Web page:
Sunday, October 21, 2012

Wesleyan's Music Mafia

The moments of fame for my alma mater, Wesleyan University, have been fleeting and often for accomplishments outside academia. Dana Delany and Bradley Whitford (a newly elected trustee), Matthew Weiner (Mad Men) and Joss Whedon (Buffy) have cast some Hollywood luster.
Then there is the sports trivia department. “Which college has produced two NFL head coaches?” Answer: Wesleyan University for Bill Belichick and Eric Mangini.

And you may recall this scene from an episode of NBC’s “30 Rock” last season. The subject was Liz Lemon’s new boyfriend who is trying to raise money for a gourmet hot dog wagon in New York City.
Jack: You know, he probably went to Wesleyan.
Liz: You mean the Harvard of Central Connecticut?

Now Wesleyan (the first of some 37 similarly named schools founded by the Methodists in this country) is getting a newly burnished reputation for its graduates making big names and solid careers in the music business.

This current wave probably began in the mid 1990’s with the success of folk and alt-country recording artist, Dar Williams who has toured with Joan Baez and Patti Griffin and whose work prompted The New Yorker to describe her as “one of America’s very best singer-songwriters.” She was followed by Amanda Palmer of The Dresden Dolls who created a performing style described as punk cabaret and pop-new wave singer Santi White whose stage name is Santigold.

Andrew VanWyngarden and Ben Goldwasser began playing guitar and keyboard in a dormitory courtyard for their classmates. Five years later, as MGMT, they were named a Top Ten Artist to Watch by Rolling Stone. Two Grammy nominations followed and in today’s measure of success, You Tube Views, their catchy tunes and psychedelic videos are monster hits. One video for “Kids” shows nearly 40 million views and “Time to Pretend” lists 27 million views.

Their classmates at Wes, Himanshu Suri and Victor Vasquez chose the route of rap and performing as the group Das Racist had similar success via the internet with their first hit, “Combination Pizza Hut and Taco Bell.”

The other newcomers, including Bear Hands and Francis and the Lights have combined to give Wesleyan newfound clout in the pop music world. In 2009, The Village Voice headlined an article: “The Wesleyan Mafia: How a Connecticut liberal arts school became the epicenter of surrealist Brooklyn pop.” (If you have heard of someone by the name of Rihanna, it is because Wes alum Carl Sturken discovered her for his company SRP Music.)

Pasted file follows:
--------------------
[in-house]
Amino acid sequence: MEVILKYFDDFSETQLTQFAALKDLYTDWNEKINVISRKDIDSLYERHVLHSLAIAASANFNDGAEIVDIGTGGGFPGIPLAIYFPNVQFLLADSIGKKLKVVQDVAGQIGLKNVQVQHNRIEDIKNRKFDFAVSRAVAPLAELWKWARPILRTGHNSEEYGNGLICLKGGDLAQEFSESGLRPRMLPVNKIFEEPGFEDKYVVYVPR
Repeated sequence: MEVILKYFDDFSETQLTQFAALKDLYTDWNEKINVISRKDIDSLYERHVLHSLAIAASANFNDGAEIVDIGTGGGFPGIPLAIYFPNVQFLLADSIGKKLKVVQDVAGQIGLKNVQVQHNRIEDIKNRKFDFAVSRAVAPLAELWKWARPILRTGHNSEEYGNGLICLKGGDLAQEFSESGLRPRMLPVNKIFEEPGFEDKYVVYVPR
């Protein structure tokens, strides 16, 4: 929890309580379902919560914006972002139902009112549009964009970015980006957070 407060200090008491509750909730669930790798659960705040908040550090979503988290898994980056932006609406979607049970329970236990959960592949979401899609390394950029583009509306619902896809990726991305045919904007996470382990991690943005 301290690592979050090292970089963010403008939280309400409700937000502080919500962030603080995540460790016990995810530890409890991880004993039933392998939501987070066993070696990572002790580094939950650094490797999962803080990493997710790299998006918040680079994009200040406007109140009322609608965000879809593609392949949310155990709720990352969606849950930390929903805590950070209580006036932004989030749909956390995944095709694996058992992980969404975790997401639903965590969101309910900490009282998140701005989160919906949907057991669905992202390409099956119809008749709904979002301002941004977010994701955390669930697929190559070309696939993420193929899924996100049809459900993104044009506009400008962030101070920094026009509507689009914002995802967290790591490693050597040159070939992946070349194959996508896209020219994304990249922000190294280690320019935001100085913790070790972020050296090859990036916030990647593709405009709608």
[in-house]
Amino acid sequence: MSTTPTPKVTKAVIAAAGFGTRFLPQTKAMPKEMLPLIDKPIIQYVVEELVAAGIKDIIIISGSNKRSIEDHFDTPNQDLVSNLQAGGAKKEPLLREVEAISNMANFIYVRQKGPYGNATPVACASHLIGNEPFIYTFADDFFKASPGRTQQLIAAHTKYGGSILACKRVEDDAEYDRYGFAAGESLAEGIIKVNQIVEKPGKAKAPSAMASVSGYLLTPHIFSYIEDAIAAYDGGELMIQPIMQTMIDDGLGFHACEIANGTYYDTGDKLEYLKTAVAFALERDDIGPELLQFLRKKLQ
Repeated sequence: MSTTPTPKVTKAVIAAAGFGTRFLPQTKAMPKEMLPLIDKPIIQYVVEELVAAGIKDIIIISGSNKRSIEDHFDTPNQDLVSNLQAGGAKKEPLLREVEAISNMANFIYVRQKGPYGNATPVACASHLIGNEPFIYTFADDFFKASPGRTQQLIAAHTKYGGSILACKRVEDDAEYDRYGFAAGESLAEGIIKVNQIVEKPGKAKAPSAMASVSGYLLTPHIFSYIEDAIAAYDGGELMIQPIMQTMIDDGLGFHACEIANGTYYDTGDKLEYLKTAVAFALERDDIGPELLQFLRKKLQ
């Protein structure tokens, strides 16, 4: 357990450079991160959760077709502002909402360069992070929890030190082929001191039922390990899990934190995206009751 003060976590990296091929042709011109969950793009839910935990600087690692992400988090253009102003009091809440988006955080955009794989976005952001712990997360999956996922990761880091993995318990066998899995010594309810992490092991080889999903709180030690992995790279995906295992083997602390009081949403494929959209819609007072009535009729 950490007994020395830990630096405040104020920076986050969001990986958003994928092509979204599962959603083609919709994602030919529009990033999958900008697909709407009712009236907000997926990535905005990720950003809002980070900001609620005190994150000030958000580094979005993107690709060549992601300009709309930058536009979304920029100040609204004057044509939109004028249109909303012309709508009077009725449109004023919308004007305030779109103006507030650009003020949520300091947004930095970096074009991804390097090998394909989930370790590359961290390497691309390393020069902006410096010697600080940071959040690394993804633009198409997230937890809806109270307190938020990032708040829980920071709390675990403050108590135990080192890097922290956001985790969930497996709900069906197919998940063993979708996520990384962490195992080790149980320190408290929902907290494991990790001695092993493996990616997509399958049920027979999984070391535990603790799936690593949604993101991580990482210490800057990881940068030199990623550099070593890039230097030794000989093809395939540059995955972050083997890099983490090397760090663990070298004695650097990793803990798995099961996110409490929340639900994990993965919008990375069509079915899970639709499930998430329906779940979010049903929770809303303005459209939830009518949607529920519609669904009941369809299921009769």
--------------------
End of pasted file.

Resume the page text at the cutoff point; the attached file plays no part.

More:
Among those who have helped put Wesleyan on the map of American music was John Cage who did two stints as an artist in residence. The sixties also produced John Perry Barlow, co-author of many Grateful Dead hits, and Darius Brubeck, one of the legend’s sons. That decade began with four Wesleyan folk singers who, as The Highwaymen, rowed that boat Michael was in all the way to #1 on the Billboard Charts.

That decade also produced a garage band with perhaps the best moniker of all time. Uranus and the Five Moons was what today we would call a great cover band, able to knock out the hits of the Stones, Chuck Berry, and the Rascals along with blues riffs from BB King and Paul Butterfield. It was music you could dance to and they would play as long as there was beer left in the keg. I am sure that much of my hearing loss was inflicted while listening to them in fraternity living rooms but mere mention of their name brings back some fond memories. To travel to campuses across New England, they bought a 1955 Cadillac hearse, a real measure of rock and roll success.


  1. Outstanding post!
    A great tribute, piece of music history and hip. Your music library is rich.
    The band in the photo is a classic if only for their brass. Thanks.
    The Development Office will be in touch.

  2. Hey Frank, great blog. If you're interested in Wesleyan's musical history you want to check out m for pics of Joni Mitchell at McConaughy (1969) and this archive of the 1970 Foss Hill Grateful Dead concert and LSD-fest I remember U & the 5M fondly. - Mark